The World After Osama Bin LadenPosted on the 08 May 2011 by Shahalexander
Let me talk about implications to the war in Afghanistan. Liberals such as Gilles Dorronsoro, Associate Member at the French Institute of Anatolian Studies, argues that the United States make use of this chance to talk to the Taliban to get out of this long war, as he thinks it unlikely that things in Afghanistan and Pakistan improve soon (“Bin Laden Death Points to Way out of Trap”; Bloomberg News; May 3, 2011). On the other hand, Ashley Tellis, Senior Associate at the Carnegie Endowment for International Peace, insists that conflicts among local ethnic groups and tribes will be eased only when the United States are sufficiently involved both politically and militarily. He urges Obama to accept field commanders’ advise to maintain the largest possible number of troops in Afghanistan (“Creating New Facts on the Ground”; Carnegie Policy Brief; May 2011).
The key to Western involvement in Afghanistan is how much critical threat Al Qaeda will continue to pose in the Middle East and South Asia. According to BBC, Al Qaeda and its affiliations are determined to launch attack in Pakistan in tribute to Osama, which poses substantial; risks to Afganistan, Pakistan ,and India (“Osama's death: What next for al-Qaeda?”; BBC News; 2 May 2011). Daniel Byman, Senior Fellow at the Brookings Institution, comments that the loss of charismatic and unifying personality like bin Laden has given a tremendous damage to Al Qaeda (“What Next for Al Qaeda?”; Brookings Opinion; May 2, 2011). However, hardly any experts see that the War on Terror is over.
Frederick Kagan presents a concise viewpoint to understand global terrorism after bin Laden. Though the killing of Osama is an important achievement, Al Qaeda has been weakened. Since the surge in Iraq by the Bush administration, they lost their franchises there. Also, he says that they are losing in Afghanistan. However, he warns that premature retreat from the War on Terror by the United States and its allies will allow remaining Al Qaeda leaders to find another franchise somewhere else (“Bin Laden, No More”; National Review Online Symposium; May 3, 2011). Fouad Ajami, Professor of the School of Advanced International Studies at Johns Hopkins University, argues furthermore that bin Laden was a loser, rejected in Iraq and Afghanistan. He also says that bin Laden was killed when his jihadist legacy was being eclipsed in the Arab Spring (“Osama Bin Laden, Weak Horse”; Wall Street Journal; May 3, 2011).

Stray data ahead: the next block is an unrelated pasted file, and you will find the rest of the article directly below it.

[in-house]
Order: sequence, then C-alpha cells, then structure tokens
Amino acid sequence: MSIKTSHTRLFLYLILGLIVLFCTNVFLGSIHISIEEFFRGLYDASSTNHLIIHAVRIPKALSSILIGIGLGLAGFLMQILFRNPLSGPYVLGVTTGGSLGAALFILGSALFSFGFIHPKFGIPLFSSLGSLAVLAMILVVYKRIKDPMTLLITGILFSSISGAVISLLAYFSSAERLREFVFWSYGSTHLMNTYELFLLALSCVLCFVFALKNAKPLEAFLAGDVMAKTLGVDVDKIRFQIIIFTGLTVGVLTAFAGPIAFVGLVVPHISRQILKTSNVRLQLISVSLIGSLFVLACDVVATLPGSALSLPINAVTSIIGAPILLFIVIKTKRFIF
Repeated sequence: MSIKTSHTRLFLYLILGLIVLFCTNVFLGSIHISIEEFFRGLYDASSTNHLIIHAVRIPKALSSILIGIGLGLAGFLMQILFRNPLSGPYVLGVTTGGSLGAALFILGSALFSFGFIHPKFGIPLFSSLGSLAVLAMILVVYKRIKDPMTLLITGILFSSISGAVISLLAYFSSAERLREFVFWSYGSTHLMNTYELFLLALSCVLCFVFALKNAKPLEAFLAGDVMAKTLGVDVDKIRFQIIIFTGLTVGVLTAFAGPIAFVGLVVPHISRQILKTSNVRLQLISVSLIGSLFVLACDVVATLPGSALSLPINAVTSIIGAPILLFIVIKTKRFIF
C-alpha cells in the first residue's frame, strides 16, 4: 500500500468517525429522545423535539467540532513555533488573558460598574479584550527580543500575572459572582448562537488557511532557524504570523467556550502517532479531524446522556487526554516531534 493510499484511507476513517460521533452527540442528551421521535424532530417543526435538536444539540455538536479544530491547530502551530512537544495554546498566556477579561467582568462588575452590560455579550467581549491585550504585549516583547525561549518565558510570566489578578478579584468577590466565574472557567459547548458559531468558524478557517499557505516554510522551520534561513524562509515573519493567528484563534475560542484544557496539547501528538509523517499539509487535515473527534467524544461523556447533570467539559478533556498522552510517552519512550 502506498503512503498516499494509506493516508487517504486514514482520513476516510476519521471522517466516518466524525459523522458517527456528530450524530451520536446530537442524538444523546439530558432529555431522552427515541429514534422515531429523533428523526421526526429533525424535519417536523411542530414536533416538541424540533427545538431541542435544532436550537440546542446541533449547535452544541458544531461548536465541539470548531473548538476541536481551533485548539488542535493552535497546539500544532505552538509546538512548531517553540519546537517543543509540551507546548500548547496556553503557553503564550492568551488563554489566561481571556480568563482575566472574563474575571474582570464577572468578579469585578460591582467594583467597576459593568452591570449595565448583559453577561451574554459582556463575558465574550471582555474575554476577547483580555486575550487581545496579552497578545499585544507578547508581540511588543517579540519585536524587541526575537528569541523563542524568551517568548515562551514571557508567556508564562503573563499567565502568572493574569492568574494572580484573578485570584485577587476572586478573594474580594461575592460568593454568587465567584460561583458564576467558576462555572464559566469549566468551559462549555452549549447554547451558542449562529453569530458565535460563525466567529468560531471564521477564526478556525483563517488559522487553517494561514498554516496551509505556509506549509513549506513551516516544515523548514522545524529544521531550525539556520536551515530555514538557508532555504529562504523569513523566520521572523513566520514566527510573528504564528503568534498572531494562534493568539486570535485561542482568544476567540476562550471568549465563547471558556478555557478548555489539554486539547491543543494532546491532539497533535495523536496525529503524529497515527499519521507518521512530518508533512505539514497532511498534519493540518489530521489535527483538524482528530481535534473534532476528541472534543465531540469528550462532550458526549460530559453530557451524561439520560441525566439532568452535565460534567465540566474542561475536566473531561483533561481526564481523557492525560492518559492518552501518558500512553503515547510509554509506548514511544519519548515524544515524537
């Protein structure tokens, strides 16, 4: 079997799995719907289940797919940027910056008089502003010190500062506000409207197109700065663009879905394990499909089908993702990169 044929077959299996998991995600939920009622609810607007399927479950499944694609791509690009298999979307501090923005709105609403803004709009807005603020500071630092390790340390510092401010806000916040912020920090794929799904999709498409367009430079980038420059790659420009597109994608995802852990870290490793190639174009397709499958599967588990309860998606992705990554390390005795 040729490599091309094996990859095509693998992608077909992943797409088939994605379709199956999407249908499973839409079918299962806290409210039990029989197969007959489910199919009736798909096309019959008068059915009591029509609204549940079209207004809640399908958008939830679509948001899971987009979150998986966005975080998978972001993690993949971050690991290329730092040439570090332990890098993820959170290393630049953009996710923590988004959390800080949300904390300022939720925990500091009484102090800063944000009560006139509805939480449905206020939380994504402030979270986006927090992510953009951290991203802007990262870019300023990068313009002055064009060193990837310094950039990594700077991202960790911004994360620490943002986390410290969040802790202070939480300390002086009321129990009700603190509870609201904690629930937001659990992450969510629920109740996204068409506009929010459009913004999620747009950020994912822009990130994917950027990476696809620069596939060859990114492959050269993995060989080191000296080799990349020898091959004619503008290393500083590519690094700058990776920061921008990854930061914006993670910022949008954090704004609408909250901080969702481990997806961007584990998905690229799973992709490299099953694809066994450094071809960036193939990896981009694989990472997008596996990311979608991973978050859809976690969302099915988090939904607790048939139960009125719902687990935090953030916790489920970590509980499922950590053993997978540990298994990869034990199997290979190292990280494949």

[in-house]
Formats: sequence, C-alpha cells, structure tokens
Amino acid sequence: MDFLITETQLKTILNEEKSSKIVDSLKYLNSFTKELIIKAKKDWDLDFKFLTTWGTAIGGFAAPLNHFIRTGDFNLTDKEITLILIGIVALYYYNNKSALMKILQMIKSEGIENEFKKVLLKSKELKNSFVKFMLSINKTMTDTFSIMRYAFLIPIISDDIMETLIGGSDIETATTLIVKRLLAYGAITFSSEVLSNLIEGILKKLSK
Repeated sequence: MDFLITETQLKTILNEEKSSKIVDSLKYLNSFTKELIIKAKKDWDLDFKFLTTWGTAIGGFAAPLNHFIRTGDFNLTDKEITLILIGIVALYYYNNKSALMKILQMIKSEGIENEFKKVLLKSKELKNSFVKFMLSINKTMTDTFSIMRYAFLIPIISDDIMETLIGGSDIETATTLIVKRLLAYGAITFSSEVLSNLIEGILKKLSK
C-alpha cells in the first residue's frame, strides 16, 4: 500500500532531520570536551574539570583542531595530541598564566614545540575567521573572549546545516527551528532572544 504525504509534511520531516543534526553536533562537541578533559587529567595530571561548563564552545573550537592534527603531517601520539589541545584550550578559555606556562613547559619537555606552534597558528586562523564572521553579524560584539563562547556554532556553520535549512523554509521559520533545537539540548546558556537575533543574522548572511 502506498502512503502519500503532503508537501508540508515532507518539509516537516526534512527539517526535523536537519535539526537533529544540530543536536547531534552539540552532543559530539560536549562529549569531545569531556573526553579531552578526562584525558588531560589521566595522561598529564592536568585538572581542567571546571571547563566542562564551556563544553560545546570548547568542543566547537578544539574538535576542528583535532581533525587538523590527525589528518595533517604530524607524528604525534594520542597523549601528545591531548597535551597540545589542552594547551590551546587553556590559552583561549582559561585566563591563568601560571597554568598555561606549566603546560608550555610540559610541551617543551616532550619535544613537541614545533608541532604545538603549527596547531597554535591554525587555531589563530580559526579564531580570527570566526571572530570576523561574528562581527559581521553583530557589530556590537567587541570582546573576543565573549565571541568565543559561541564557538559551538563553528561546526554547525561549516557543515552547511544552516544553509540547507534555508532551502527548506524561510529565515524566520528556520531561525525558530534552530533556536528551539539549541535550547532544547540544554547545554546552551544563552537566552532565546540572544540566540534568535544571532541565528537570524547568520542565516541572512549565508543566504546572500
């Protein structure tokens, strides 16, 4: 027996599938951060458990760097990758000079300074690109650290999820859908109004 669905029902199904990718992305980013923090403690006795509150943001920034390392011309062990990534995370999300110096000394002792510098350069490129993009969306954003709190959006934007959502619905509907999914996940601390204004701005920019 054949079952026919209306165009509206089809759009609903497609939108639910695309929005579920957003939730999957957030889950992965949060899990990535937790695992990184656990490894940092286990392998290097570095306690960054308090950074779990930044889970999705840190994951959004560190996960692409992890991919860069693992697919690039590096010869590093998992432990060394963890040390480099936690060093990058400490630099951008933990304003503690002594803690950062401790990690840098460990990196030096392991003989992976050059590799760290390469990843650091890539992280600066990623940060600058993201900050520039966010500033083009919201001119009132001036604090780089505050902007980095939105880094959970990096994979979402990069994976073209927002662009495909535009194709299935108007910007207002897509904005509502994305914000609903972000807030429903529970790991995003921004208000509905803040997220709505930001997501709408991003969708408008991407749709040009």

British experts express almost the same views as those of Americans. Paul Cornish, Head of International Security Programme at Chatham House, comments that symbolic effect of the death of the most notorious murderer cannot be underestimated, and perils of jihadists in Tunisia, Egypt, and Libya have become less dreadful (“Osama bin Laden: Gone but not Forgotten”; Chatham House Comment; 3 May 2011). Of course, jihadist threats have not been wiped out. Xenia Dormandy, Senior Fellow at the Chatham House, warns the US Congress not to cut resources invested in this war simply for the sake of fiscal austerity (“Death of Osama bin Laden: The Threat Remains”; Chatham House Comment; 2 May 2011).
At present, Pakistan is an impending problem. The discovery of bin Laden in Abbottabad is strengthening distrusts to Pakistan among American policymakers. Since the hideout was close to military garrisons, the United States doubts whether Pakistani Inter Service Intelligence sheltered. Both American and Pakistani officials are puzzled with this (“Amid Skepticism, Pakistan Calculates Its Response”; New York Times; May 2, 2011). British leaders are also shocked to hear this news. Since the fall of Pervez Musharraf, UK-Pakistani counterterrorism ties have deepened under President Asif Al Zardari. In order to overturn a drawback in bilateral relations, Wajid Shamsul Hasan, Pakistani High Commissioner to the United Kingdom, announced that the Pakistani government had no information about bin Laden before the attack by US SEALs (“MP 'shocked' at bin Laden Pakistan discovery”; Independent; 2 May 2011).
The vital issue is bin Laden’s secret network in Pakistan. John Brennan, Counterterrorism Advisor to President Obama, questions that bin Laden had some support system in Pakistan. Pakistan’s position in counterterrorism is delicate and complicated. While Pakistani intelligence community could make use of bin Laden threat to demand US military aid, a stable democracy in Afghanistan having close ties with India can encircle Pakistan (”American secrecy lays bare deep distrust of its Pakistani 'allies'”; Independent; 3 May, 2011). In view of Western criticism and suspicion, Husain Haqqani, Pakistani Ambassador to the United States, appeared in CNN to admit that Osama bin Laden had support system in Pakistan. However, Haqqani denied that the Pakistani government knew Osama hiding in its territory. In addition, he emphasized Pakistan’ contribution to the War on Terror in arresting terrorist leaders such as Khalid Sheikh Mohammed and Ramzi bin al-Shibh (“Osama had support system in Pak: Haqqani”; Hindu; May 3, 2011).
The successful attack to Osama bin Laden is a symbolic and great achievement. However, there are critical problems to be resolved. Considering connections with Pakistan’s nuclear arsenals, secret support system of terrorism is a foremost threat to global security. In the past, Pakistan was criticized for notorious Khan Network, tied to Iran, North Korea, and Libya. Also, state sponsorship to radicals must be investigated. As I mentioned in the last post, Iran has connections with Al Qaeda. It supports Shiite radicals like Hezzbolah in Lebanon and Bahrain to overturn pro-Western regimes and wipe out Israel. Those issues are more dreadful than revenge attacks in tribute to Osama.
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